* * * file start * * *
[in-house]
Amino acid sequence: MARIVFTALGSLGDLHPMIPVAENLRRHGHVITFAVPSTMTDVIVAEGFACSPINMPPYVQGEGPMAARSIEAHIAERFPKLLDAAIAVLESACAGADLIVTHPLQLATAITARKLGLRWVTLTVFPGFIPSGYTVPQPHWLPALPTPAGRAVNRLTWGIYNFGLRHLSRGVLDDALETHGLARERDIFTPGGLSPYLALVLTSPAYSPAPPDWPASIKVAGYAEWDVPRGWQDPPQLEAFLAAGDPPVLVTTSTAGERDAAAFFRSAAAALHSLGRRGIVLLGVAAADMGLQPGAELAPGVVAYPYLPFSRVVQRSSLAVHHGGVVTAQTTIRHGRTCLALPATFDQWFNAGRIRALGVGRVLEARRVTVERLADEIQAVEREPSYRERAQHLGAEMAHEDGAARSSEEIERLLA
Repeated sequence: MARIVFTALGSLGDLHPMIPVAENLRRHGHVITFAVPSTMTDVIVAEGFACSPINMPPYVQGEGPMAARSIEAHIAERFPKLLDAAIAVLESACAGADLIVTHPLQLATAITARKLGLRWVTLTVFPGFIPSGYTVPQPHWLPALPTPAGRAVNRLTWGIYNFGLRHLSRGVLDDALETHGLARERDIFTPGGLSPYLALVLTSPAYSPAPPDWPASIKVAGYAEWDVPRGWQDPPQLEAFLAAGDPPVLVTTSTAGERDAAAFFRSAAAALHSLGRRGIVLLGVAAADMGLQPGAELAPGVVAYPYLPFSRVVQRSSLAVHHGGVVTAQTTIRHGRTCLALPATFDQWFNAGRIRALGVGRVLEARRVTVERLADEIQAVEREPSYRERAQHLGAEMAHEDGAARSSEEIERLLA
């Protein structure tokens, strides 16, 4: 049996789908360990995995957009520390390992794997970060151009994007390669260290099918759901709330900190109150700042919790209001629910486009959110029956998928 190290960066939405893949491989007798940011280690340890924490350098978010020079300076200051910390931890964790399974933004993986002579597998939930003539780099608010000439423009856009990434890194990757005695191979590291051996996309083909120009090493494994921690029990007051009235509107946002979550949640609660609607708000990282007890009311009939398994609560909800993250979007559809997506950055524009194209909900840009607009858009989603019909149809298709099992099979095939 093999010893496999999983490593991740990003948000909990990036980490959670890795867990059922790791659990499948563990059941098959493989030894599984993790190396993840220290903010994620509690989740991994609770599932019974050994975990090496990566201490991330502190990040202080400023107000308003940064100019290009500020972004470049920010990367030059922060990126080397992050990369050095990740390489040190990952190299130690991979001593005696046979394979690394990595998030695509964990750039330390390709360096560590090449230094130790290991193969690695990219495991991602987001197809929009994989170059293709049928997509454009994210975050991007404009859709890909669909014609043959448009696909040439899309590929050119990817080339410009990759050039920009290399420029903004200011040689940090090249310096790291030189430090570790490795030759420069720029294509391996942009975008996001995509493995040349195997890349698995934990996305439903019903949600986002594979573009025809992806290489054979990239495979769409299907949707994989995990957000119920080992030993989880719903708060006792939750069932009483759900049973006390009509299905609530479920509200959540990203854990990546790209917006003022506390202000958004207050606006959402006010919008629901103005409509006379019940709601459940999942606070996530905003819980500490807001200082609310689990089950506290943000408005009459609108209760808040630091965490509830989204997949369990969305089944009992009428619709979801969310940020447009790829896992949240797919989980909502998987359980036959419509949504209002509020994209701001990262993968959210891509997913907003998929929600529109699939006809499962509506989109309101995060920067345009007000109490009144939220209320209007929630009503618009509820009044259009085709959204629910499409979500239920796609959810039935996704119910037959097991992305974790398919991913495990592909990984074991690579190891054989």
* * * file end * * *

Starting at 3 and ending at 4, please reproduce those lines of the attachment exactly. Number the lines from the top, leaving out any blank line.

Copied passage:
Repeated sequence: MARIVFTALGSLGDLHPMIPVAENLRRHGHVITFAVPSTMTDVIVAEGFACSPINMPPYVQGEGPMAARSIEAHIAERFPKLLDAAIAVLESACAGADLIVTHPLQLATAITARKLGLRWVTLTVFPGFIPSGYTVPQPHWLPALPTPAGRAVNRLTWGIYNFGLRHLSRGVLDDALETHGLARERDIFTPGGLSPYLALVLTSPAYSPAPPDWPASIKVAGYAEWDVPRGWQDPPQLEAFLAAGDPPVLVTTSTAGERDAAAFFRSAAAALHSLGRRGIVLLGVAAADMGLQPGAELAPGVVAYPYLPFSRVVQRSSLAVHHGGVVTAQTTIRHGRTCLALPATFDQWFNAGRIRALGVGRVLEARRVTVERLADEIQAVEREPSYRERAQHLGAEMAHEDGAARSSEEIERLLA
């Protein structure tokens, strides 16, 4: 049996789908360990995995957009520390390992794997970060151009994007390669260290099918759901709330900190109150700042919790209001629910486009959110029956998928 190290960066939405893949491989007798940011280690340890924490350098978010020079300076200051910390931890964790399974933004993986002579597998939930003539780099608010000439423009856009990434890194990757005695191979590291051996996309083909120009090493494994921690029990007051009235509107946002979550949640609660609607708000990282007890009311009939398994609560909800993250979007559809997506950055524009194209909900840009607009858009989603019909149809298709099992099979095939 093999010893496999999983490593991740990003948000909990990036980490959670890795867990059922790791659990499948563990059941098959493989030894599984993790190396993840220290903010994620509690989740991994609770599932019974050994975990090496990566201490991330502190990040202080400023107000308003940064100019290009500020972004470049920010990367030059922060990126080397992050990369050095990740390489040190990952190299130690991979001593005696046979394979690394990595998030695509964990750039330390390709360096560590090449230094130790290991193969690695990219495991991602987001197809929009994989170059293709049928997509454009994210975050991007404009859709890909669909014609043959448009696909040439899309590929050119990817080339410009990759050039920009290399420029903004200011040689940090090249310096790291030189430090570790490795030759420069720029294509391996942009975008996001995509493995040349195997890349698995934990996305439903019903949600986002594979573009025809992806290489054979990239495979769409299907949707994989995990957000119920080992030993989880719903708060006792939750069932009483759900049973006390009509299905609530479920509200959540990203854990990546790209917006003022506390202000958004207050606006959402006010919008629901103005409509006379019940709601459940999942606070996530905003819980500490807001200082609310689990089950506290943000408005009459609108209760808040630091965490509830989204997949369990969305089944009992009428619709979801969310940020447009790829896992949240797919989980909502998987359980036959419509949504209002509020994209701001990262993968959210891509997913907003998929929600529109699939006809499962509506989109309101995060920067345009007000109490009144939220209320209007929630009503618009509820009044259009085709959204629910499409979500239920796609959810039935996704119910037959097991992305974790398919991913495990592909990984074991690579190891054989």